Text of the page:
Dennis Ritchie: the giant whose shoulders we stand on

Dennis RitchieLinus Torvalds once said, in reference to the development of Linux, that he “had hoisted [himself] up on the shoulders of giants.” Among those giants, Dennis Ritchie (aka dmr) was likely the tallest. Ritchie, the creator of the C programming language and co-developer of the Unix operating system passed away on October 8 at the age of 70, leaving a legacy that casts a very long shadow.

I got my start with technology because of Ritchie's work on the Unix time-share system. It made it possible for my high school to time-share the PDP-11 at SUNY-Stony Brook—the same model computer that Ritchie, Kenneth Thompson and their team used to create Unix—and for me to write my first lines of code on a DECwriter II TTY terminal.

But Ritchie's C is even more important, in many ways, than Unix—it is the fundamental building block upon which much of what we consider to be the modern world was built.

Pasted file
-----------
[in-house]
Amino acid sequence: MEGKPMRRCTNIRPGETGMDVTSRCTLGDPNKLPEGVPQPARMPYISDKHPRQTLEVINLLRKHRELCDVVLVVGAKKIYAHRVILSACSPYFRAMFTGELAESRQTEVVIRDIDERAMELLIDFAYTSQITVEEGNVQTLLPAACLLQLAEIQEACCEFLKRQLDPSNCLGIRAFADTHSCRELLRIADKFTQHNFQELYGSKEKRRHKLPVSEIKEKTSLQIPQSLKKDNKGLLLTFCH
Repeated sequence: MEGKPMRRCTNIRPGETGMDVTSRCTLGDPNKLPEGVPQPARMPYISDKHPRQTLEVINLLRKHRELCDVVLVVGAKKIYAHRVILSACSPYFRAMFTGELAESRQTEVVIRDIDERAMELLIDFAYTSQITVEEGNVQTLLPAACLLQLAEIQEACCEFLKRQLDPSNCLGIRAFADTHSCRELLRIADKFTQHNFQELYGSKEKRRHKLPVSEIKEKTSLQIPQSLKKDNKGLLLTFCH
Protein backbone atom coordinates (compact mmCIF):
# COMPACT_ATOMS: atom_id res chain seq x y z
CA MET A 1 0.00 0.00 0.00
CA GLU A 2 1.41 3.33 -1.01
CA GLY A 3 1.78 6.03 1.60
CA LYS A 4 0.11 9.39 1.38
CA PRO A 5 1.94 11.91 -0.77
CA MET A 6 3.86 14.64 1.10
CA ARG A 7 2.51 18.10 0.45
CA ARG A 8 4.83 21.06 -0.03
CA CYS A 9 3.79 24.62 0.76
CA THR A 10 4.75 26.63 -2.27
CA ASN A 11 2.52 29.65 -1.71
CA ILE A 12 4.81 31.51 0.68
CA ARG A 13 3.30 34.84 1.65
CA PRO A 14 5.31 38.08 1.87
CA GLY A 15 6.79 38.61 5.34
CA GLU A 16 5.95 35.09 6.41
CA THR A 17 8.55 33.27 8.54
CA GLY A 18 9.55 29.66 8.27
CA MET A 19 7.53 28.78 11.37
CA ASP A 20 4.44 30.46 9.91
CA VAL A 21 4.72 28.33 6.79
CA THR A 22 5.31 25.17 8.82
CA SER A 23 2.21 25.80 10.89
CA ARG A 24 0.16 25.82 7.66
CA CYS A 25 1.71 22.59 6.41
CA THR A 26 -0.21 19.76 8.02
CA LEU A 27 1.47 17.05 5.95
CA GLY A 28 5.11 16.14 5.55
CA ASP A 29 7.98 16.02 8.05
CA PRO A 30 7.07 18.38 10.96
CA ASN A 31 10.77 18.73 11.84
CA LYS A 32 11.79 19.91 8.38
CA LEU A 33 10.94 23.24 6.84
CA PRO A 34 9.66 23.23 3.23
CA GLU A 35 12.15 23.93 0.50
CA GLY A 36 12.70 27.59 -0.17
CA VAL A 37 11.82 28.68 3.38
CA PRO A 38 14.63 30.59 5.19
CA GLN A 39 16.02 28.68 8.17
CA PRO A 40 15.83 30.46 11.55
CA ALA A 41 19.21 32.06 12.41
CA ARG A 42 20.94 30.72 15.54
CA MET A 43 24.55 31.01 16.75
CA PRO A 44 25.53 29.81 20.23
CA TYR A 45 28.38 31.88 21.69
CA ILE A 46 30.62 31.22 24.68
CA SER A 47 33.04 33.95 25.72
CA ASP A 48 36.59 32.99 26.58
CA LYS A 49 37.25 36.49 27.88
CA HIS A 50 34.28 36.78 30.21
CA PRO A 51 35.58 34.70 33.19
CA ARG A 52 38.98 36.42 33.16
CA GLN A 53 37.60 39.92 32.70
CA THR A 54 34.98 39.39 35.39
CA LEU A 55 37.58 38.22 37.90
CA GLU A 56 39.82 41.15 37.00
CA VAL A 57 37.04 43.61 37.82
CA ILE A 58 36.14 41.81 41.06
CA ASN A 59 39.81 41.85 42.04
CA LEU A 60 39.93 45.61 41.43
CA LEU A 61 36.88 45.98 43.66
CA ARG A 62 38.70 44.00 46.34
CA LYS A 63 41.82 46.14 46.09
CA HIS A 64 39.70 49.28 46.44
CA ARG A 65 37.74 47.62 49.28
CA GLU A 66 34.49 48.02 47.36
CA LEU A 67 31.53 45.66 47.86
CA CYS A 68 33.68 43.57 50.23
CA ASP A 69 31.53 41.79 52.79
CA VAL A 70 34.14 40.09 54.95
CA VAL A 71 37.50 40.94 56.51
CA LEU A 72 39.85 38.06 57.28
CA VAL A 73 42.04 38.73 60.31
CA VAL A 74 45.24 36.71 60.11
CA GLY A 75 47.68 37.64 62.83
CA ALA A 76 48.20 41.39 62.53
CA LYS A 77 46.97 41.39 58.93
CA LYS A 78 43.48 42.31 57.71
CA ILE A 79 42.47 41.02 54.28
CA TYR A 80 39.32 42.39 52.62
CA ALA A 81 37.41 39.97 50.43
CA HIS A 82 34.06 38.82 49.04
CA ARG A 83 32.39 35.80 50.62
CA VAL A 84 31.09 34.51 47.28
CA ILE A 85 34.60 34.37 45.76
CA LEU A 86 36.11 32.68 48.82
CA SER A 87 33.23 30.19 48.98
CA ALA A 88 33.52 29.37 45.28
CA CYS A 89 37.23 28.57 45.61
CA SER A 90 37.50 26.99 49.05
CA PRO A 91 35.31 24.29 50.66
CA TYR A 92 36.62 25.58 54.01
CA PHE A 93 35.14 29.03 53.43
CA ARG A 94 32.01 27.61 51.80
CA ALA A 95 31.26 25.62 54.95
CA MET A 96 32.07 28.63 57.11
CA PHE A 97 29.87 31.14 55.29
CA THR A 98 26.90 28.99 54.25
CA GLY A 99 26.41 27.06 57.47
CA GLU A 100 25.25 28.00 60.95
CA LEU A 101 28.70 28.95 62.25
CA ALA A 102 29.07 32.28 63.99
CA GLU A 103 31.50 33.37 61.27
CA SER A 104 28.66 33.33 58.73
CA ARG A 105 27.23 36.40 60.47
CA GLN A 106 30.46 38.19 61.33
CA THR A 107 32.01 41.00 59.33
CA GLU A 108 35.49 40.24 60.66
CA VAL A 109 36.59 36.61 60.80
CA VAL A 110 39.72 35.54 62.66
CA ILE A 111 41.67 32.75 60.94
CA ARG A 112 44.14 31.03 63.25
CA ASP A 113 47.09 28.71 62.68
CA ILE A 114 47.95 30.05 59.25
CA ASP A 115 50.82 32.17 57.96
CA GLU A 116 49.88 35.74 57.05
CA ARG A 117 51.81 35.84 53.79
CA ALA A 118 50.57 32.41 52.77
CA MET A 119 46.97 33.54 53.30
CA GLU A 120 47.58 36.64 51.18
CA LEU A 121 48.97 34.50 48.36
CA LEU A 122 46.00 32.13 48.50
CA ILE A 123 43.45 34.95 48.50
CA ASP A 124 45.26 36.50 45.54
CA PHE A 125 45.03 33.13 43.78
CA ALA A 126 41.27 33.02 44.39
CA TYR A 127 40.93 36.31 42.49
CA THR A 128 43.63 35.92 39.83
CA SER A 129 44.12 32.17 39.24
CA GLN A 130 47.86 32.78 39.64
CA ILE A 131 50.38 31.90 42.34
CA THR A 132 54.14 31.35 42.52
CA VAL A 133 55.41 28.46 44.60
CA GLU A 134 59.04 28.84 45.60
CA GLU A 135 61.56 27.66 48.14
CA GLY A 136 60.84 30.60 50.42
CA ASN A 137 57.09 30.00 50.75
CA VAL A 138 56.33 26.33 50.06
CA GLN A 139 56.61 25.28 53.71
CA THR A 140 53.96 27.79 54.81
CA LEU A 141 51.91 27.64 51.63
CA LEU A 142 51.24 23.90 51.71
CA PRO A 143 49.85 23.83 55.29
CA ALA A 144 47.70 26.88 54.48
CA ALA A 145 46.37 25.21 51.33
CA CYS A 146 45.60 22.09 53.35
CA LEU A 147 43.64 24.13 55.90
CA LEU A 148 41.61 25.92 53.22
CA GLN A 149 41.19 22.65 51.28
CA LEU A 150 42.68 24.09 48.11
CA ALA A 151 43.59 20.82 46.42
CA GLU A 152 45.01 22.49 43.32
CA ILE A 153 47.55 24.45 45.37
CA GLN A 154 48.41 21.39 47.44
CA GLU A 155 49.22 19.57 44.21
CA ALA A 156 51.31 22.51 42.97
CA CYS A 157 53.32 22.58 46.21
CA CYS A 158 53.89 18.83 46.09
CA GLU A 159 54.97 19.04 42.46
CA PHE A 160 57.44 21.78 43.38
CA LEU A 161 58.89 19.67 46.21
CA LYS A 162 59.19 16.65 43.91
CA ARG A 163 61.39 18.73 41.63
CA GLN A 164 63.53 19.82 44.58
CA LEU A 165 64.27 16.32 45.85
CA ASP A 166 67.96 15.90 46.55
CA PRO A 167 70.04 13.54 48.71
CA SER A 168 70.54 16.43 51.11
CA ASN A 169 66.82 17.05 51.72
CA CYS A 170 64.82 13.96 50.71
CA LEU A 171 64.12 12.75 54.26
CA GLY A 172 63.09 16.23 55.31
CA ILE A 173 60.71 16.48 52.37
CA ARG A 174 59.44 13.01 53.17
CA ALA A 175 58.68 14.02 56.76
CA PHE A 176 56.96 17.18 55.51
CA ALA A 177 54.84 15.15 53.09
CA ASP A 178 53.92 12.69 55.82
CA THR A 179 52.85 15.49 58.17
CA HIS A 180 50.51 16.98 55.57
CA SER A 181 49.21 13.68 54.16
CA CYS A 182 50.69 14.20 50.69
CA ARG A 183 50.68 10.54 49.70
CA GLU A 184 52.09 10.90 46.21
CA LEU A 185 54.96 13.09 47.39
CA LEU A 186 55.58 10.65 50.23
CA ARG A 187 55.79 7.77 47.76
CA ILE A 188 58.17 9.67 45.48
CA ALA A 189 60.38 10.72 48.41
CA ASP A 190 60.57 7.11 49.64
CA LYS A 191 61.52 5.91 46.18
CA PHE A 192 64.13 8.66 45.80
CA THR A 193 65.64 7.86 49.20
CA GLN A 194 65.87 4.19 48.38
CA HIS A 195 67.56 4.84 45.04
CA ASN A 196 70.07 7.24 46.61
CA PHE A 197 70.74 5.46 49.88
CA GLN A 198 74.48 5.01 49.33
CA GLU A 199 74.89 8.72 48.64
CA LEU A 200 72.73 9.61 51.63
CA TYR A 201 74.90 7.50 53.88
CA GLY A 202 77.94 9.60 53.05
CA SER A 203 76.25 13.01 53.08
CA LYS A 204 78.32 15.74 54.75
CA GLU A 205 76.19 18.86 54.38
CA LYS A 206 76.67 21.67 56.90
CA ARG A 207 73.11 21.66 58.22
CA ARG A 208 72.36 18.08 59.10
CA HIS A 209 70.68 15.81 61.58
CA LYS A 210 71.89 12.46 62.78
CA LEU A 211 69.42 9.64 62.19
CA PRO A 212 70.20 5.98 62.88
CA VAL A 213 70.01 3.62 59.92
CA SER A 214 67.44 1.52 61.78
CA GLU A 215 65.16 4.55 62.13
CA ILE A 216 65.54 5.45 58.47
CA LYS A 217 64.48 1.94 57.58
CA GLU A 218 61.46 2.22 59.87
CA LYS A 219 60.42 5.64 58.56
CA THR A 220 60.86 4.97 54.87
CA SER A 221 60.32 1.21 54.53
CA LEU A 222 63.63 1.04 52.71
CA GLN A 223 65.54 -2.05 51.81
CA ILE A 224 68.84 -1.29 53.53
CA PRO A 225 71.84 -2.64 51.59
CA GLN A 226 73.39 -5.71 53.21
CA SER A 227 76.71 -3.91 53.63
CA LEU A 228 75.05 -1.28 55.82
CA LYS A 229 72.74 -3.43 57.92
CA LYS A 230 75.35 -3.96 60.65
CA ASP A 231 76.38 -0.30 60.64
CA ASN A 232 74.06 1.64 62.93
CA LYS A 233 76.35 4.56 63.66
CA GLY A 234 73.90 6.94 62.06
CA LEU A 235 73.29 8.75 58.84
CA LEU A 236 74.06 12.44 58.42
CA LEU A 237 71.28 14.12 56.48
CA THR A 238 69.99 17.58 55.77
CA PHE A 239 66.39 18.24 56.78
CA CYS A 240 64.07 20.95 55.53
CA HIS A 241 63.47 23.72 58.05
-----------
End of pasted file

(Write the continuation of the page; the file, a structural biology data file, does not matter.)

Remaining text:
Ritchie didn't invent the curly-bracket syntax—that came from Martin Richards' BCPL. But the C programming language, which he called “quirky, flawed, and an enormous success,” is the basis of nearly every programming and scripting tool, whether they use elements of C's syntax or not. Java, JavaScript, Objective C and Cocoa, Python, Perl, and PHP would not exist without dmr's C. Every bit of software that makes it possible for you to read this page has a trace of dmr's DNA in it.

By creating C, Ritchie gave birth to the concept of open systems. C was developed so they could port Unix to any computer, and so that programs written on one platform (and the skills used to develop them) could be easily transferred to another.

In that way, Ritchie has shaped our world in much more fundamental ways than Steve Jobs or Bill Gates have. What sets him apart from them is that he did it all not in a quest for wealth or fame, but just out of intellectual curiosity. Unix and C were the product of pure research—research that started as a side-project using equipment bought based on a promise that Ritchie and Thompson would develop a word processor.

Imagine what the world would be like if they had just stuck to that promise. What would your life be like without C or Unix? When was the first time your life was touched by dmr's work?

Source: Ars Technica
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